Saturday, January 29, 2011

Tango musings: The problem of the cabeceo solved

The problem with the cabeceo is that if there is a line of girls sitting together, it's hard for them to tell who the man is looking at. My brilliant DH came up with the perfect solution. Follow these easy steps:

1. Walk down the line of ladies.

2. Place your hand on each lady's head. If you are not asking her to dance, say "duck".

3. When you get to the one you want to dance with, say, "Goose" and do the cabeceo.

This will leave no doubt in anyone's mind who you are addressing.

Seriously, though, it is an issue. When you use the cabeceo, even though you think you have a good eyelock with the person you're inviting, the girls on either side of her might think you're looking at them. If there's any doubt, extend a hand or walk closer so the wrong girl doesn't jump up to dance with you and faces embarrassment when she realizes she's wrong! Please...the followers of the world will thank you.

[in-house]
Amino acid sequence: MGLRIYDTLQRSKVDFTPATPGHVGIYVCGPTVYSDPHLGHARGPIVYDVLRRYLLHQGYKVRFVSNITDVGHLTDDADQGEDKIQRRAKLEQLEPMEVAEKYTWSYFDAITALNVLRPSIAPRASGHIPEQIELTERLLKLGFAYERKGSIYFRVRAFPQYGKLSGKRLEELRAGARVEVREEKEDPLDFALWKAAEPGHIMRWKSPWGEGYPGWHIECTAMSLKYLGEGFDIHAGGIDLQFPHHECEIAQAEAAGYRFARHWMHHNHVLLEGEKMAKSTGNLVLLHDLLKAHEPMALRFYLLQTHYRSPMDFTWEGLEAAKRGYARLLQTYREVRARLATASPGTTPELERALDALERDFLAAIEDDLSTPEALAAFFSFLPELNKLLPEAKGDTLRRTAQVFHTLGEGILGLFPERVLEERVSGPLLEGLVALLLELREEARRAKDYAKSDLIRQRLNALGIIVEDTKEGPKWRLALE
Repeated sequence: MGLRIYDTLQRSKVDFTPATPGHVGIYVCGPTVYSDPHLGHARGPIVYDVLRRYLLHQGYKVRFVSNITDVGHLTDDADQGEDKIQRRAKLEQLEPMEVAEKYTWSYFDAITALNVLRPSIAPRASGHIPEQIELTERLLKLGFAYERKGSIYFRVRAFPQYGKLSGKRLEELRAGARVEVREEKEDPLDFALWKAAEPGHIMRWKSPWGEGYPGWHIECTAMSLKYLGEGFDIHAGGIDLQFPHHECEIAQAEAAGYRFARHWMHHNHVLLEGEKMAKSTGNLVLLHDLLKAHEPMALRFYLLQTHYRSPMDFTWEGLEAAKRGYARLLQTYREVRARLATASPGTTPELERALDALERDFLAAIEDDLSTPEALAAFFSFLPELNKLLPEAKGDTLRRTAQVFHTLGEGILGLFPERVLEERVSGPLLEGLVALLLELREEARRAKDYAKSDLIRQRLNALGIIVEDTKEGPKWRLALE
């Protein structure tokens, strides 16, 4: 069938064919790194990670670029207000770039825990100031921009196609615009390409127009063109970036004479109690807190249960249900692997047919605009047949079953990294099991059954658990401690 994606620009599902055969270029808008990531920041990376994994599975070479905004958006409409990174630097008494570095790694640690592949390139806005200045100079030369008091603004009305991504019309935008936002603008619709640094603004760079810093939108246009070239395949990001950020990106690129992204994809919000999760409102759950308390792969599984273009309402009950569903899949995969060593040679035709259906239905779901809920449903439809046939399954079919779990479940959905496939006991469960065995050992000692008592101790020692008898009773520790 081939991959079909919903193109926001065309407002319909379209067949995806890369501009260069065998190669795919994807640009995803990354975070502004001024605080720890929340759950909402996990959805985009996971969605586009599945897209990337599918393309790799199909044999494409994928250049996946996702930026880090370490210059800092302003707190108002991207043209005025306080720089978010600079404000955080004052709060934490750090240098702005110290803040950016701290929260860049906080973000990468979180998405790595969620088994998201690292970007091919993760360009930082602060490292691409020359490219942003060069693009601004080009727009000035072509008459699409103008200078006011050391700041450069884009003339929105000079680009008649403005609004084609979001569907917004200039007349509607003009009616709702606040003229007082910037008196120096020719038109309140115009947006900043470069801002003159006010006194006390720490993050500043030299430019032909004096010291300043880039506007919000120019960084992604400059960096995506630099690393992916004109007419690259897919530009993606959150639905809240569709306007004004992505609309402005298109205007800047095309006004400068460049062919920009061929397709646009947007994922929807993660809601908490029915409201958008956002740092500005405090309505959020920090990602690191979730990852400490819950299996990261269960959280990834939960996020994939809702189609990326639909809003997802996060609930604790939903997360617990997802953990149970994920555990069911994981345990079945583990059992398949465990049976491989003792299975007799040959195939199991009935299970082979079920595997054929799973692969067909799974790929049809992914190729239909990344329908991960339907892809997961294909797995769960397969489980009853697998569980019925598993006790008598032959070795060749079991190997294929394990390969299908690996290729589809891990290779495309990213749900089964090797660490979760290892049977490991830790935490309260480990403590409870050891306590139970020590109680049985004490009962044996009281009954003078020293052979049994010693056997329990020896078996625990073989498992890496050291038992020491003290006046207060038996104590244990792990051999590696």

I have to say, I'm divided on whether I like the cabeceo or not. I think it has its uses, but there is the problem I described above. Additionally, if a girl isn't paying attention or is just too shy to stare at every man in sight, she might miss out on some good dances. On the other hand, it's a good way to avoid being asked to dance by someone you don't want to dance with, because you can just studiously not look at them. For people who insist that it's the only way to invite someone to dance because it's traditional...well, I think that's a little silly. If it works for you and the situation, use it. But if you prefer to just say, "Hey, wanna dance?" I say go for it.